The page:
And so as I note with annoyance that they are not making much effort to clear me a path, and are talking about me as I pass, I am caught by my own heart. Would I entrust these boys with the most important news of all time? If I had something of eternal impact to communicate, would I do it through them? No. But God would.
Saturday, December 20, 2008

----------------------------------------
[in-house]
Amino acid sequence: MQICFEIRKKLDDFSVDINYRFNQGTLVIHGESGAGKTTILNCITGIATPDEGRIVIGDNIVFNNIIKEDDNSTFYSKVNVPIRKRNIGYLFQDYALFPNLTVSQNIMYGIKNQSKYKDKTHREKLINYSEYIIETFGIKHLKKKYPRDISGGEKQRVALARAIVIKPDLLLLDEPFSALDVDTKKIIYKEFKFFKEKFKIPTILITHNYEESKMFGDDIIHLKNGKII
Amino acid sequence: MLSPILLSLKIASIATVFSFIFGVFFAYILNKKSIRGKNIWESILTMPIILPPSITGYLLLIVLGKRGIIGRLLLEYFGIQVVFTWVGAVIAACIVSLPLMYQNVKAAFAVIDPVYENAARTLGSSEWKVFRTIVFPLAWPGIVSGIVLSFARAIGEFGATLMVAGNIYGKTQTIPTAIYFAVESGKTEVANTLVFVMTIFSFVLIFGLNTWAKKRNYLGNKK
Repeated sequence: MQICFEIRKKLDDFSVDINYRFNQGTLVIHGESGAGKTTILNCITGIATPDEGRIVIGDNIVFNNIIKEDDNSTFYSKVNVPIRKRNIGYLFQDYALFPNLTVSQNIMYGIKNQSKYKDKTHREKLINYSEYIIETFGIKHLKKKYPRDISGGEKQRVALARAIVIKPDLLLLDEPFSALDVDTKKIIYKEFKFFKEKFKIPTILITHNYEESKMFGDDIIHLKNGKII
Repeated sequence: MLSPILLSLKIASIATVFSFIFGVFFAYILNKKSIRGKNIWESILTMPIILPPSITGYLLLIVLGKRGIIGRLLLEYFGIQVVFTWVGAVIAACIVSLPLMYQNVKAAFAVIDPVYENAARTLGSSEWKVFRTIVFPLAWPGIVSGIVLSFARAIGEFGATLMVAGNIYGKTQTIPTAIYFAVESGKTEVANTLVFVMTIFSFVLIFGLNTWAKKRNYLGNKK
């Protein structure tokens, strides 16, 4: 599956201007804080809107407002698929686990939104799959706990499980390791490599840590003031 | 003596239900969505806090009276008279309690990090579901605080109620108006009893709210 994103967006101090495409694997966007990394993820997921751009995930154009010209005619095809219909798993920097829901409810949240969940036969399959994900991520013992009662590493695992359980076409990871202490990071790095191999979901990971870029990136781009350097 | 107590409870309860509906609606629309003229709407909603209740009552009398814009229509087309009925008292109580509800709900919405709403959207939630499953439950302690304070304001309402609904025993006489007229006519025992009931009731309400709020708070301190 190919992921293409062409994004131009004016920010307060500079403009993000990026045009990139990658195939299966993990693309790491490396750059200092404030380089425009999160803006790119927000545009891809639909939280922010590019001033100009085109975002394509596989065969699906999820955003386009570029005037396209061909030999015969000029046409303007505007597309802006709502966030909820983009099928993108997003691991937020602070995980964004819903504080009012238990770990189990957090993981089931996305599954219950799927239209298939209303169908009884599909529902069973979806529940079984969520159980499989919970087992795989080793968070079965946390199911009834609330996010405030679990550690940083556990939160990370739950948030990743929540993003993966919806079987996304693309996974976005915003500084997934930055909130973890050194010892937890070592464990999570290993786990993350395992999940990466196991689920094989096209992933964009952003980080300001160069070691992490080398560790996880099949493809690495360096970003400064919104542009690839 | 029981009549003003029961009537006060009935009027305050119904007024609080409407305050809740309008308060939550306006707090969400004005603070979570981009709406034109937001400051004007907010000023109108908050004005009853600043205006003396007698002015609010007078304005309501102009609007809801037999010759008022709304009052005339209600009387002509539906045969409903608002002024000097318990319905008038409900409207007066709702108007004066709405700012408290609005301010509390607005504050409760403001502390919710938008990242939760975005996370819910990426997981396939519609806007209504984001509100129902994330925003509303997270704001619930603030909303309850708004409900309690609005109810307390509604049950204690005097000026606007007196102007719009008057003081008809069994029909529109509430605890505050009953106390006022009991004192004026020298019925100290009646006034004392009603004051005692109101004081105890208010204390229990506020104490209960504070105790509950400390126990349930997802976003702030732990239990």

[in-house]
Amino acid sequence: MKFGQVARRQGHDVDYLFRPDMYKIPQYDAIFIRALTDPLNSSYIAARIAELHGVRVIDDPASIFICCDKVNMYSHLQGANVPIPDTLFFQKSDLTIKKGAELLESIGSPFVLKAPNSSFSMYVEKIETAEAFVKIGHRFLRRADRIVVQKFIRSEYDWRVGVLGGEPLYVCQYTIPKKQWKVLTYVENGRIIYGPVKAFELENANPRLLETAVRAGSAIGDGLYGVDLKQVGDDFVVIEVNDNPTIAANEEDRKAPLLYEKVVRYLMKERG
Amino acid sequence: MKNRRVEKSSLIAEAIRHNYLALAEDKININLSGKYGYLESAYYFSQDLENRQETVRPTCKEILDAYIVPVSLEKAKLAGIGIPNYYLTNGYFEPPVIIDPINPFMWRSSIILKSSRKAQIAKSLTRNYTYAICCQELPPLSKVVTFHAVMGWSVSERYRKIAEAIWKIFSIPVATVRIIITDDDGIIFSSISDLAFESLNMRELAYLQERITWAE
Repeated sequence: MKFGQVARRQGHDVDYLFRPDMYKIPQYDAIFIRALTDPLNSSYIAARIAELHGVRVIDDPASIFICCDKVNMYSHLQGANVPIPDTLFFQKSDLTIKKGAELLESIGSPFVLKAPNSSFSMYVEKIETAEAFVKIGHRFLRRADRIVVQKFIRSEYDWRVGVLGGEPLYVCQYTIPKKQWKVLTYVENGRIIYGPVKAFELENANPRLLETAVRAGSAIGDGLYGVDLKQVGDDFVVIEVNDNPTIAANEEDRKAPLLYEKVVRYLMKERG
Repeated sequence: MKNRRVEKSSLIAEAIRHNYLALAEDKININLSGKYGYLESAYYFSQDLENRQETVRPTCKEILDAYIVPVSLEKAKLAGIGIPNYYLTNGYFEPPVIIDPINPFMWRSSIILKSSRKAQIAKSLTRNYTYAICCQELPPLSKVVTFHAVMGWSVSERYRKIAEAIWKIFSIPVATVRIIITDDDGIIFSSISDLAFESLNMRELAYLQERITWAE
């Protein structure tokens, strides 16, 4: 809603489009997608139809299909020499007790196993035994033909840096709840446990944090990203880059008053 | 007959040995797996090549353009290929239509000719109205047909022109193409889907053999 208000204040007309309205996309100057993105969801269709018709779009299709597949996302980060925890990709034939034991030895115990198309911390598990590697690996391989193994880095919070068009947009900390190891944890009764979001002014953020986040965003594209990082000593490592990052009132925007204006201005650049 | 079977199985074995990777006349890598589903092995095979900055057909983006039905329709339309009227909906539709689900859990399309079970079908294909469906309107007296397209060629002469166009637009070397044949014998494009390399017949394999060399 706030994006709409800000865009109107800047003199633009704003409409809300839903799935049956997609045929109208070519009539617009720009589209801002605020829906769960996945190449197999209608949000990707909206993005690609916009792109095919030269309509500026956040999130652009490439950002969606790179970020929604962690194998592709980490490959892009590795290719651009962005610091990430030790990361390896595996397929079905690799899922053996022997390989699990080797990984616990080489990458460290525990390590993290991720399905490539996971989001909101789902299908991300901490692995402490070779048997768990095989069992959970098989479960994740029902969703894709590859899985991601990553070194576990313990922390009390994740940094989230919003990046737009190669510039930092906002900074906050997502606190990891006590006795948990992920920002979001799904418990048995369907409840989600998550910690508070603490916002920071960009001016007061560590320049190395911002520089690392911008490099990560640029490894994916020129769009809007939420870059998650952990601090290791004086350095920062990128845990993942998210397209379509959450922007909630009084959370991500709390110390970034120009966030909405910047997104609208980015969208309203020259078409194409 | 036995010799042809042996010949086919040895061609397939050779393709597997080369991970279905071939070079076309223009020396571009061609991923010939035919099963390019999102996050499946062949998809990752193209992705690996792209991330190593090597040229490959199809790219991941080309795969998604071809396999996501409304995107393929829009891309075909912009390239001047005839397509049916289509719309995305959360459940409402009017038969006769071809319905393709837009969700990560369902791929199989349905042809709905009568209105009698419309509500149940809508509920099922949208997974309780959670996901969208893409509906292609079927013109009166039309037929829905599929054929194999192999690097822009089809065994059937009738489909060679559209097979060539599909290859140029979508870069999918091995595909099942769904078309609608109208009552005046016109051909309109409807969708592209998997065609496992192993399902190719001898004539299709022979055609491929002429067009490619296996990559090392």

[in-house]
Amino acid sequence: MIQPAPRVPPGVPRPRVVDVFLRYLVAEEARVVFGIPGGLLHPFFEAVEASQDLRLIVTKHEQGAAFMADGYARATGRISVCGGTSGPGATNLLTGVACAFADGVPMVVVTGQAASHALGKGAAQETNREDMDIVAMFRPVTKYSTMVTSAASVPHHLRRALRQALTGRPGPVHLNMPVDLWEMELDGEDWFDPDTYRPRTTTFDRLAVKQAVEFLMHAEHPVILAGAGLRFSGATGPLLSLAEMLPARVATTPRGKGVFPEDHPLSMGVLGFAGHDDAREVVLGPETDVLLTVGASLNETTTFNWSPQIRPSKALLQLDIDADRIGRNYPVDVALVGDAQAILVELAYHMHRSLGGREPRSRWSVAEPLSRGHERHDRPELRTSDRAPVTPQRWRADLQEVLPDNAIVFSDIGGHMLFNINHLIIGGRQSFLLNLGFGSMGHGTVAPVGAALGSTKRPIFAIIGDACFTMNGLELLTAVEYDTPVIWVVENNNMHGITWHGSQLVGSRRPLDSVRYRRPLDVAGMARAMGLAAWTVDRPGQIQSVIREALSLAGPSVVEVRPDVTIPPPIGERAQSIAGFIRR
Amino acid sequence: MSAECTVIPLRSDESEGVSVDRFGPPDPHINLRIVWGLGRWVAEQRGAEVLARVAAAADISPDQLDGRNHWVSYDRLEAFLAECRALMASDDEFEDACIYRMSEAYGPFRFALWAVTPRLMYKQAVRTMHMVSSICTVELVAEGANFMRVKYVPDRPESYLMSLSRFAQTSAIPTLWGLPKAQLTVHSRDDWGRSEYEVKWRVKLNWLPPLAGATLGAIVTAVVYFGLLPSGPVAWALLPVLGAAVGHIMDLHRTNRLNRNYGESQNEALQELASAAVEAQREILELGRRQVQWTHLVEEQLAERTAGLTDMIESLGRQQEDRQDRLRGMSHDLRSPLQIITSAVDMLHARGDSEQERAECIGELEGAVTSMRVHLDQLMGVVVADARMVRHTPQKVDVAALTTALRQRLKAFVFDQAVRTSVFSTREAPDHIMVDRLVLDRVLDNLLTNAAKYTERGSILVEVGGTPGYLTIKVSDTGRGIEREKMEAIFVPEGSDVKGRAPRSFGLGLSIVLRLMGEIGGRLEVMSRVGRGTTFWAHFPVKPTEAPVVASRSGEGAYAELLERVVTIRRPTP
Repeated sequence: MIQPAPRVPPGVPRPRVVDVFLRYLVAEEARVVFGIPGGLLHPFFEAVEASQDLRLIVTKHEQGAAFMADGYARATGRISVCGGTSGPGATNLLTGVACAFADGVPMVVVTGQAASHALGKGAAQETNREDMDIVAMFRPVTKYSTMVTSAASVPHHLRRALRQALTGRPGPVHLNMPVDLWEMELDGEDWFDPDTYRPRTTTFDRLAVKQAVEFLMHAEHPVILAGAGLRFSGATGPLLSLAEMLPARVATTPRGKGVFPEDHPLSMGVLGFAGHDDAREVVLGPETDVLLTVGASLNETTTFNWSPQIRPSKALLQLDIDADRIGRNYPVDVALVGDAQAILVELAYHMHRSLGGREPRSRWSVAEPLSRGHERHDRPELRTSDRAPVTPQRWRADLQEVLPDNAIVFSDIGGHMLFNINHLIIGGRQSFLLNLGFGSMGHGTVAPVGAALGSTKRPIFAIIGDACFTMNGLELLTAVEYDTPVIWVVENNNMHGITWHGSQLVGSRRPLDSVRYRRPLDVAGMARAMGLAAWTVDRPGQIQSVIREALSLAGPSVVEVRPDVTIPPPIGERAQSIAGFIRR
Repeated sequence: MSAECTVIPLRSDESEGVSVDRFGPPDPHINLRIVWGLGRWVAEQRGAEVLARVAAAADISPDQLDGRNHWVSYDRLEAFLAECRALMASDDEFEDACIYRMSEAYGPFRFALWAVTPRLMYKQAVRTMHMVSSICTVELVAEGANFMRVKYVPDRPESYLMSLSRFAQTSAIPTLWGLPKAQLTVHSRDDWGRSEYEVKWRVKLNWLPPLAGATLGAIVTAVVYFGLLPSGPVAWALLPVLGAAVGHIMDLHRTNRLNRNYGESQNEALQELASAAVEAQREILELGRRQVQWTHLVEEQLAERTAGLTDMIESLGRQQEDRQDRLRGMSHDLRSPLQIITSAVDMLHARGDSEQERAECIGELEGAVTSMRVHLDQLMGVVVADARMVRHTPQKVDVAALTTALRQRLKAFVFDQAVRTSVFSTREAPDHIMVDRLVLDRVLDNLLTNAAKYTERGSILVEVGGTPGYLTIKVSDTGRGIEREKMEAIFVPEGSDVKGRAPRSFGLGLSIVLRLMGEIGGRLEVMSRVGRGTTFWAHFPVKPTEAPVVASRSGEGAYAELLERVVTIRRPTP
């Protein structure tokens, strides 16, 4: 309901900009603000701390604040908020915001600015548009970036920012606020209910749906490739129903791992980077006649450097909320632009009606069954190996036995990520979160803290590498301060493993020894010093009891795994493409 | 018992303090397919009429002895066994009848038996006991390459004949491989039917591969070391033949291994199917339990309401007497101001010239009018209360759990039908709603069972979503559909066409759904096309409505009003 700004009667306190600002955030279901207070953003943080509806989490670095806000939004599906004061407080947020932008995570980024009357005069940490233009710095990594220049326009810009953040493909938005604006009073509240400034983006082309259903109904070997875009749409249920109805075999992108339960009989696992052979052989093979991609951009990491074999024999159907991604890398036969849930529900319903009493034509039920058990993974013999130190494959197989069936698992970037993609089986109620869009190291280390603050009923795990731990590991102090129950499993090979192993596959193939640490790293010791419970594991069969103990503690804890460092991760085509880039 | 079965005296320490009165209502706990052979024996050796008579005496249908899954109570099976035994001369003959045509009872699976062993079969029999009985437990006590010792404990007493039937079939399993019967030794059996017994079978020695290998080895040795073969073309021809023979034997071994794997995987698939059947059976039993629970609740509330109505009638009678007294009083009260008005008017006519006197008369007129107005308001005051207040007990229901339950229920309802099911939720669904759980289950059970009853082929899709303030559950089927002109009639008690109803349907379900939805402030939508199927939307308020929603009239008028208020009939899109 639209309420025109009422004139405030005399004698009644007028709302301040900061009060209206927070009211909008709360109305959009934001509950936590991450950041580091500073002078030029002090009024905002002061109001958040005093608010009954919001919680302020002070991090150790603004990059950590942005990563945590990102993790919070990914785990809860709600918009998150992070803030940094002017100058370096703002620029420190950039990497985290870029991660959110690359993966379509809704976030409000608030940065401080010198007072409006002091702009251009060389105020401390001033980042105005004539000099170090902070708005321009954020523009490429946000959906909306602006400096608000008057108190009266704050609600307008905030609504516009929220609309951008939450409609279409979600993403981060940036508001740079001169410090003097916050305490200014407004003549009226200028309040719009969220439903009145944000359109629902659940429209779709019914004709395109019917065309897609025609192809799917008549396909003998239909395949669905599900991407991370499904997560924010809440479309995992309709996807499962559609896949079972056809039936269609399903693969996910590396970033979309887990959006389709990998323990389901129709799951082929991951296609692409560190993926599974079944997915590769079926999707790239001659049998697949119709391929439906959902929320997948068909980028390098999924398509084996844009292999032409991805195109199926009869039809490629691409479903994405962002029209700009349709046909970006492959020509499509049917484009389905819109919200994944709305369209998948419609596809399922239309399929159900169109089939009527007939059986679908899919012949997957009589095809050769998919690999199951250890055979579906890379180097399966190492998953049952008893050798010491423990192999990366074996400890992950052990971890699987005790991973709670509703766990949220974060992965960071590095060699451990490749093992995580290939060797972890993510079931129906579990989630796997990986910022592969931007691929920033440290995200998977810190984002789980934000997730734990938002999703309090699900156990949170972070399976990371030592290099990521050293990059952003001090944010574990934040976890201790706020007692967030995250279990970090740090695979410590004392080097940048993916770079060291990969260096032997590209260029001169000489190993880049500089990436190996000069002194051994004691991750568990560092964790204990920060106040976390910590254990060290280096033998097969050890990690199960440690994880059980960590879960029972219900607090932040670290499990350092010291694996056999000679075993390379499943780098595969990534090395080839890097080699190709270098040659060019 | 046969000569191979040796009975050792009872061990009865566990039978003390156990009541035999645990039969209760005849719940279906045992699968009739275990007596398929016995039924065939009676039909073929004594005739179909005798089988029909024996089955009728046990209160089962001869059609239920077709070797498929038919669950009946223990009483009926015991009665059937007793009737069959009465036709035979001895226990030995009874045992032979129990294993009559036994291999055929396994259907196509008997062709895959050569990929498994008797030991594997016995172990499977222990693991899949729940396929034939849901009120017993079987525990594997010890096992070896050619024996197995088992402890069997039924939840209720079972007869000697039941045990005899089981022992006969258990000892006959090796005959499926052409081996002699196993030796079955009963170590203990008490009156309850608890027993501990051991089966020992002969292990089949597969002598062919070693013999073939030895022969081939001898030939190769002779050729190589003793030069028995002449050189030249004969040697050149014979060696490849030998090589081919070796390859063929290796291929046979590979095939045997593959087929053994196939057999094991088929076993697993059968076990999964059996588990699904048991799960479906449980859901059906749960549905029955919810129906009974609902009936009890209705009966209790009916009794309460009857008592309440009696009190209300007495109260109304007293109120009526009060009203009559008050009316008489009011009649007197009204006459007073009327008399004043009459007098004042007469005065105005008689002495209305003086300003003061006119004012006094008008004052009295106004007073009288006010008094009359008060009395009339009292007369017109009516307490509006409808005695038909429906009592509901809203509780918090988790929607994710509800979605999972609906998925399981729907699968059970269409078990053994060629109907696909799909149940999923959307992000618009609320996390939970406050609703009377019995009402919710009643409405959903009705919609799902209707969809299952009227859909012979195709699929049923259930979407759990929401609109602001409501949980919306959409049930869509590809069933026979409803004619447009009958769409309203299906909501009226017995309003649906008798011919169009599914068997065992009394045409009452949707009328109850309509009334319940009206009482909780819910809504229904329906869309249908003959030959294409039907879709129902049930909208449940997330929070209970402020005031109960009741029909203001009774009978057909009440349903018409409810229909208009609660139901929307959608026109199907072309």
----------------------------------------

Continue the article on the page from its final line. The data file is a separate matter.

One of the privileges of life in Uganda: real life, real time, Biblical imagery happening all around us. Today, the shepherds are in my thoughts, perhaps because I had to bike through a fearsome herd of cattle on my way down to the hospital, their bony hips and sturdy horns threatening to knock me as I made my way through. Cows are highly valued as the most desirable Christmas feast, but this is not a cow culture (Bundibugyo's economy has tended towards goats, smaller and more scrappy and independent than cows). We live in the jungle, actually, steep ravines and bushy valleys, mazes of crops and homesteads, paths and compounds. This is not open range grassland, so any cows have to be kept on the move, grazing elephant grass on the roadsides, herded out of someone's sweet potato garden. Each herd of anywhere from four to forty leathery beasts is accompanied by several teenage boys, cocky, wielding sticks, caps pulled down, half-attention to the cows and half to anything else of interest along the way. These are the kids who did not thrive in school, who walk miles, who subsist on very little, who make rude comments from the safety of their gang of fellow-herders.